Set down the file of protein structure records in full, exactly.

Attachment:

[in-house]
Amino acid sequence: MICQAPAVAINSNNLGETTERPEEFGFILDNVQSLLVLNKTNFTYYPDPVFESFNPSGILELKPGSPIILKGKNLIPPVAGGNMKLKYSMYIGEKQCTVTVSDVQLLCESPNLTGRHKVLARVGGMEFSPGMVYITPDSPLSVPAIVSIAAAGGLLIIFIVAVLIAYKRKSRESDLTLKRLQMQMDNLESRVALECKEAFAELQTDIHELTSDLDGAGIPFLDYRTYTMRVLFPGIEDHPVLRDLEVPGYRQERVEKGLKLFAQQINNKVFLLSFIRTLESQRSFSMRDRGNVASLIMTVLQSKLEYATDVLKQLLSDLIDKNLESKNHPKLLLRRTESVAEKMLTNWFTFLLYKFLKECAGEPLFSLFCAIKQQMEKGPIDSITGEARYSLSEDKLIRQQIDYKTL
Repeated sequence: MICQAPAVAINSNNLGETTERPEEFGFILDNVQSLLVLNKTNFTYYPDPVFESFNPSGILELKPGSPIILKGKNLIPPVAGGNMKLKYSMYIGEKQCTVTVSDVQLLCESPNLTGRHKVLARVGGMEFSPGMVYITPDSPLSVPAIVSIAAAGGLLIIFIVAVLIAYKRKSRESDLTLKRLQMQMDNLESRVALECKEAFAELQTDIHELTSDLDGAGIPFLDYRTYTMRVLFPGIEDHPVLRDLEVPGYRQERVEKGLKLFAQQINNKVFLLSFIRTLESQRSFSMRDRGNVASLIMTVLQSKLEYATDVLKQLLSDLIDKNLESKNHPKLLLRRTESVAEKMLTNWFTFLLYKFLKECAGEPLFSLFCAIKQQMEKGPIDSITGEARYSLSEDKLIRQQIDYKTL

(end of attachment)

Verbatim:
[in-house]
Amino acid sequence: MICQAPAVAINSNNLGETTERPEEFGFILDNVQSLLVLNKTNFTYYPDPVFESFNPSGILELKPGSPIILKGKNLIPPVAGGNMKLKYSMYIGEKQCTVTVSDVQLLCESPNLTGRHKVLARVGGMEFSPGMVYITPDSPLSVPAIVSIAAAGGLLIIFIVAVLIAYKRKSRESDLTLKRLQMQMDNLESRVALECKEAFAELQTDIHELTSDLDGAGIPFLDYRTYTMRVLFPGIEDHPVLRDLEVPGYRQERVEKGLKLFAQQINNKVFLLSFIRTLESQRSFSMRDRGNVASLIMTVLQSKLEYATDVLKQLLSDLIDKNLESKNHPKLLLRRTESVAEKMLTNWFTFLLYKFLKECAGEPLFSLFCAIKQQMEKGPIDSITGEARYSLSEDKLIRQQIDYKTL
Repeated sequence: MICQAPAVAINSNNLGETTERPEEFGFILDNVQSLLVLNKTNFTYYPDPVFESFNPSGILELKPGSPIILKGKNLIPPVAGGNMKLKYSMYIGEKQCTVTVSDVQLLCESPNLTGRHKVLARVGGMEFSPGMVYITPDSPLSVPAIVSIAAAGGLLIIFIVAVLIAYKRKSRESDLTLKRLQMQMDNLESRVALECKEAFAELQTDIHELTSDLDGAGIPFLDYRTYTMRVLFPGIEDHPVLRDLEVPGYRQERVEKGLKLFAQQINNKVFLLSFIRTLESQRSFSMRDRGNVASLIMTVLQSKLEYATDVLKQLLSDLIDKNLESKNHPKLLLRRTESVAEKMLTNWFTFLLYKFLKECAGEPLFSLFCAIKQQMEKGPIDSITGEARYSLSEDKLIRQQIDYKTL